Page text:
To vote or not to vote

us_flag_backlitI realize that politics are a very personal, sensitive topic and that this pending presidential election is especially contested. Not everyone will agree with this short post. You are welcome to share your own thoughts in the comments. I’d love to hear them. I am sure that most of us would agree that one thing that makes our nation so great is that its citizens are entitled to their own opinions and are free express them. For that, we are incredibly grateful, right?

This election cycle many of us have found ourselves in an interesting, if not disturbing, situation. For conscience’s sake we will not, can not, even, cast a vote for either major presidential candidate.

And we aren’t the typical undecided voter or those who vote sporadically or on a whim. We have faithfully voted in local and national elections since the privilege was granted to us at our passage into adulthood. We gratefully embraced our civic “duty”. Many of us are registered with a political party.

We have not always been thrilled or in complete agreement with every candidate we have entrusted with our vote over the years. Yet, we have seen the merit of gifting our vote to the most eligible candidate whose beliefs align closest to our own. And we have often been known to say we were casting our vote for the “lesser of two evils”, acknowledging the flaws and shortcomings of the one we perceive as the better of two imperfect choices.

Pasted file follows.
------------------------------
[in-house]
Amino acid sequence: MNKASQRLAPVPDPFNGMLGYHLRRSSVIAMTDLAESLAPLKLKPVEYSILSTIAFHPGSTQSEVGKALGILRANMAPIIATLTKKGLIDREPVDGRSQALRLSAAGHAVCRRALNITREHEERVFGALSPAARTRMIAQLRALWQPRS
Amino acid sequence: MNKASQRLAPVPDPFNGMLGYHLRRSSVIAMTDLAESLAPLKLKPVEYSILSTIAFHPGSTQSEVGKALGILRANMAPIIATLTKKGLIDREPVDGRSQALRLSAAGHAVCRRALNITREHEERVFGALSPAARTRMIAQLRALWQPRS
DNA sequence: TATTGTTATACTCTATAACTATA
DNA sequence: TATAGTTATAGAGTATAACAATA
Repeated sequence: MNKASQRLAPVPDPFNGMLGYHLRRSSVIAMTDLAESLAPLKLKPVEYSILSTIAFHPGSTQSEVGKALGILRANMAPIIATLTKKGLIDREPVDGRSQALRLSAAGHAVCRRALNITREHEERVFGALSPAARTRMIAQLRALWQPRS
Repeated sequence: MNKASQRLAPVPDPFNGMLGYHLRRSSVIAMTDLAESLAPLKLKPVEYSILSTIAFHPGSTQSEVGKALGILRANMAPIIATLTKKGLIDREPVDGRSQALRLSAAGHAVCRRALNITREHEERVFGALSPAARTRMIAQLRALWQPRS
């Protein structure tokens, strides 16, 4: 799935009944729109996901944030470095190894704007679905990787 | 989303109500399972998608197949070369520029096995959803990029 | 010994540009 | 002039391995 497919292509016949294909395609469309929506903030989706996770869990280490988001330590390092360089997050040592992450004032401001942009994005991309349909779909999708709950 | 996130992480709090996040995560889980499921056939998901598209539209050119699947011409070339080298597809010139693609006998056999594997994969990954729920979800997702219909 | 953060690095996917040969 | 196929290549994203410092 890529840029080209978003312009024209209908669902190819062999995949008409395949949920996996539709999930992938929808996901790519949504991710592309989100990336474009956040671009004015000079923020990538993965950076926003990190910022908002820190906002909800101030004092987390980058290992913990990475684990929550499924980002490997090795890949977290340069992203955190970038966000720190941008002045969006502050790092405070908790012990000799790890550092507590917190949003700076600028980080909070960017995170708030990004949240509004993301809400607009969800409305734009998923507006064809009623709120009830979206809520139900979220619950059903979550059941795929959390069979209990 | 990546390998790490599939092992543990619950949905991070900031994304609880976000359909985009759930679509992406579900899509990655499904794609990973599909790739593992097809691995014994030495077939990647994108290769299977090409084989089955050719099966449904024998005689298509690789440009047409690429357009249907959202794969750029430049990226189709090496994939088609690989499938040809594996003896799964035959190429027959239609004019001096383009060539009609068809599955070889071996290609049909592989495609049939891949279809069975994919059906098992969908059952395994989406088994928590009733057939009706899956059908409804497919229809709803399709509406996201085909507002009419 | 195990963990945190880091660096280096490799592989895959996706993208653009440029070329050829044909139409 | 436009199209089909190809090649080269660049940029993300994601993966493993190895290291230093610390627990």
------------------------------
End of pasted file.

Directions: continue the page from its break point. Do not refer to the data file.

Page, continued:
But imperfect and immoral are not synonymous, as this election cycle has made apparent to many. For us, to cast our vote for a thoroughly immoral individual is a far worse “sin” than not voting at all.

We feel no need to weigh the immorality of one candidate against the other. Depravity is depravity is depravity. And we believe that doing so would mar our own character and witness to the world. Debauchery, lying, cheating, and slanderous speech are evil and offensive to God and are to be detested in any individual. How can we rationalize it for a presidential candidate and then turn around and condemn it elsewhere? We are convinced that to do so would make us hypocrites of the worst sort.

And, so, while we mourn the lack of a worthy candidate, and what that says about our country and it’s future, and feel strange at abstaining from casting our vote in this coming presidential election, we believe we can not do otherwise. Our constant prayer in all of this is that God would have mercy on our beloved nation and that he would open the spiritual eyes of many.

May we all vote or not vote with a clear concscience this election cycle,

Lauren

Like I mention earlier, I’d love to hear your thoughts in the comments!! Just please keep things civil :).

2 thoughts on “To vote or not to vote

  1. I completely understand how you feel. I have been wrestling with this for months and hoping I might make the right decision. I know I will not vote for Hillary. Mark told me the other day he was not voting for either one of the candidates. I respect everyone’s decision in this election.

    1. I agree! I am thankful we have the freedom to vote (or not vote) and respect everyone’s right to exercise that freedom—whether or not I agree with their decision. This has been a tough election cycle for so many people. Lots to think about, for sure. Thank you for sharing your thoughts!

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